In sociological positivism, the background variables identified in explanations of crime and deviance are not usually individual defects but “social defects.”  “Deviant behaviour [is] not to be perceived as the manifestation of a defective human being, but as the indicator of a defective social environment” (Box, 1981). Background variables like social disorganization, absence of social controls, and social strain (discussed below) are expected to predict a higher likelihood of criminal or deviant behaviour.

There are numerous frameworks in positivist sociology for identifying which variables of social environment are key. For example, Pratt and Cullen’s (2005) meta-analysis of 214 empirical studies discussed the relative strengths of seven different macro-level predictors of crime derived from seven different positivist theories including social disorganization theory, strain theory, economic deprivation theory, routine activity theory, deterrence theory, social support theory and subcultural theory. Their findings showed the strongest empirical support for explanations based on indicators of concentrated disadvantage, whereas explanations that emphasized lack of deterrence (increased policing, “tough on crime” policies) had the weakest support.

Four influential positivist theories of deviance are Durkheim’s functionalist theory, social disorganization theory, control theory and strain theory.

Émile Durkheim and Functionalism

Within positivism, the functionalist paradigm has been a productive source of explanatory frameworks for crime and deviance. Sociologists who follow the functionalist approach analyse the functions of different social structures, norms or patterns of behaviour in the maintenance of society, understood as a systematic whole.  This, oddly enough, includes crime and deviance, which are persistent social facts in all societies. Deviance, by definition, would appear to be the opposite of normal, yet Émile Durkheim (1858-1917) believed that deviance is a necessary, normal and functional part of normal society. Crime and deviance are disruptive, sometimes brutally so, but they also perform important functions.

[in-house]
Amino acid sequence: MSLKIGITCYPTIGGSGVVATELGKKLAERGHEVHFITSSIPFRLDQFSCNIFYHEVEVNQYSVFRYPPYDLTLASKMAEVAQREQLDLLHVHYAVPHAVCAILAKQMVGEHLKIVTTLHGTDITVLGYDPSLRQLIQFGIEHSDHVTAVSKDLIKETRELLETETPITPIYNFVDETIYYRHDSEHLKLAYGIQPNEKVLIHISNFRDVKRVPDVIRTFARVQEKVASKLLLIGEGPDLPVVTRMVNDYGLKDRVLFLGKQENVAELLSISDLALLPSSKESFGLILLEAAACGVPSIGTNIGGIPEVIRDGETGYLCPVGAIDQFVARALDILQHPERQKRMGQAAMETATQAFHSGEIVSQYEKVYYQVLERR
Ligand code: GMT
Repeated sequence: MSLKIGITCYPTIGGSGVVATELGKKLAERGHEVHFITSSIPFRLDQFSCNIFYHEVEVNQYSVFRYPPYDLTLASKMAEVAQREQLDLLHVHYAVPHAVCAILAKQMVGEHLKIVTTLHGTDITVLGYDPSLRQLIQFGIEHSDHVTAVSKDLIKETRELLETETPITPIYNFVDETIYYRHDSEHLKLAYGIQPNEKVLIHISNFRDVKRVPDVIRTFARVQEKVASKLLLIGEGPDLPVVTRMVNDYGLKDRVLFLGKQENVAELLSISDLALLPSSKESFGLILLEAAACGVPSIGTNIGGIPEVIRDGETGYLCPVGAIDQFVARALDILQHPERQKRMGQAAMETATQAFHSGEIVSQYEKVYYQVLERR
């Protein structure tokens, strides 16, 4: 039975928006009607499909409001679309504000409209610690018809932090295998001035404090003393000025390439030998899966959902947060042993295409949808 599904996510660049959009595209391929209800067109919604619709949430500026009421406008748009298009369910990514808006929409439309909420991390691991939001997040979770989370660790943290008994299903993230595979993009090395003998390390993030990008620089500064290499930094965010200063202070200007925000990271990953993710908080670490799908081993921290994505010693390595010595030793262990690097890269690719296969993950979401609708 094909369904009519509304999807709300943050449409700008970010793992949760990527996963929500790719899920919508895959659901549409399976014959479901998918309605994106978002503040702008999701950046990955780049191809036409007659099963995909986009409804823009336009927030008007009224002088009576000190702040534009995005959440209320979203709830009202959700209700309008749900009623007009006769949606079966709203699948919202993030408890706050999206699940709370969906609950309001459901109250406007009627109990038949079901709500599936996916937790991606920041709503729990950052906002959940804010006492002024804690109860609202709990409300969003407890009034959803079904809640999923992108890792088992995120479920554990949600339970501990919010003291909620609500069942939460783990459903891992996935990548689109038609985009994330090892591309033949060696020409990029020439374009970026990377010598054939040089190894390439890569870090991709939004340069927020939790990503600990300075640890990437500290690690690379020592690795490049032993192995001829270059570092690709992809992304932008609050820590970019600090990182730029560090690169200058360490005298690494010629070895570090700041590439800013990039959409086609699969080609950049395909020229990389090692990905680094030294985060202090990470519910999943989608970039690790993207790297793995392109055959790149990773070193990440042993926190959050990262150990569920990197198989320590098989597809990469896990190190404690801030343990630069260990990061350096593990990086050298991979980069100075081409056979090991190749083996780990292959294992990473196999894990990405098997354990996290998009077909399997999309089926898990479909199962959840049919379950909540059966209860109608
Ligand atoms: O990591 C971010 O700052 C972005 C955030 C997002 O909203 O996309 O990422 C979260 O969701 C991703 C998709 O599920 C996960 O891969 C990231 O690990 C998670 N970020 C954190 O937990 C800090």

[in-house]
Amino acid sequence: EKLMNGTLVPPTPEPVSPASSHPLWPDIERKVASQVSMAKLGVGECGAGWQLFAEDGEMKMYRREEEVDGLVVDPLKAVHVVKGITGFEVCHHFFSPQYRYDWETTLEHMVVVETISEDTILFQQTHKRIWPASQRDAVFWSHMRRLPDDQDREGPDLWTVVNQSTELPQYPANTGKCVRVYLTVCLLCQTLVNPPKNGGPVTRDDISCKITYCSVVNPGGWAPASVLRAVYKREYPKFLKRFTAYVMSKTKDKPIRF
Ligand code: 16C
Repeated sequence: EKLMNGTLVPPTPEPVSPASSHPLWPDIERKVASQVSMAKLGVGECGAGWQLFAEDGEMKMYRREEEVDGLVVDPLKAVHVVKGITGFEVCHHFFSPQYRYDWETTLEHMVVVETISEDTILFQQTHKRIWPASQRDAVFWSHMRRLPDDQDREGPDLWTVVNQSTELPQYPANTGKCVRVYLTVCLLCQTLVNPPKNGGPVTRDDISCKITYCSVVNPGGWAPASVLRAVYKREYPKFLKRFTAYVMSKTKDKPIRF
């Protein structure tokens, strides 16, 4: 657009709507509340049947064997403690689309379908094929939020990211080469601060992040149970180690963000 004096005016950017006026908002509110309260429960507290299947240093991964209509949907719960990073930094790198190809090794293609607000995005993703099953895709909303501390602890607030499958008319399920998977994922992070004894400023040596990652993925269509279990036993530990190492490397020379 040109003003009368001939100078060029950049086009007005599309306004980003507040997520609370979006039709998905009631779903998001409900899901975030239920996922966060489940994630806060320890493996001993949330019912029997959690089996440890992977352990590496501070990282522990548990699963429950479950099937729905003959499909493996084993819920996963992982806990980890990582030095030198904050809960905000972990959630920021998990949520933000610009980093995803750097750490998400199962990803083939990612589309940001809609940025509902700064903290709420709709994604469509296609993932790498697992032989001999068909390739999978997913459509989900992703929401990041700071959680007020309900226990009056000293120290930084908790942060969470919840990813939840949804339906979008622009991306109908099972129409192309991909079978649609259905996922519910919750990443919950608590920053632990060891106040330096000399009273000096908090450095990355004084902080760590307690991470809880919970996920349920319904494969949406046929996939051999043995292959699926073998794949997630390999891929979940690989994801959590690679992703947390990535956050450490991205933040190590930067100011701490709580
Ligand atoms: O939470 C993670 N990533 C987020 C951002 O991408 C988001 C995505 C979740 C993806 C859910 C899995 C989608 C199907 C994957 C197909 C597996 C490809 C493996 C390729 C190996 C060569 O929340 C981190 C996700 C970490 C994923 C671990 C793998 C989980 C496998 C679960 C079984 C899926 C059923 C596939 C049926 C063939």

Durkheim was aware of the diversity of acts or behaviours that different societies defined as criminal or deviant. He therefore defined crime by the one common external property it shared across different cultures and periods of history: crime is an act that offends the collective conscience and evokes collective punishment.  “[W]e note the existence of certain acts, all presenting the external characteristic that they evoke from society the particular reaction called punishment. We constitute them as a separate group, to which we give a common label; we call every punished act a crime…” (1938 (1895)). Crime and deviance are not defined by their individual motivations or by specific rules and infractions but by the collective response they evoke.

As such, crime and deviance have four important functions in supporting the social solidarity or cohesiveness of societies. They have: (1) a boundary-setting function, marking the moral boundaries that members of society should not cross; (2) a group solidarity function, uniting the group against a common enemy; (3) an adaptive function, allowing society to change its boundaries in response to new circumstances and innovative crimes (for example, the “sit in” protests of the Civil Rights Movement); and (4) a tension-reduction function, reducing the internal tensions of a society by projecting them onto criminal or deviant groups or scapegoats (Kramar, 2011).

Therefore, for Durkheim, the persistent patterns of crime and deviance observed in society could be explained by the functions they performed in maintaining society as a whole. These functions did not cause crime and deviance per se, but they explained why they existed and what their role in society was. It suggests that if crime and deviance did not exist they would have to be invented, otherwise substitutes for these functions would have to be found.

Social Disorganization Theory and Control Theory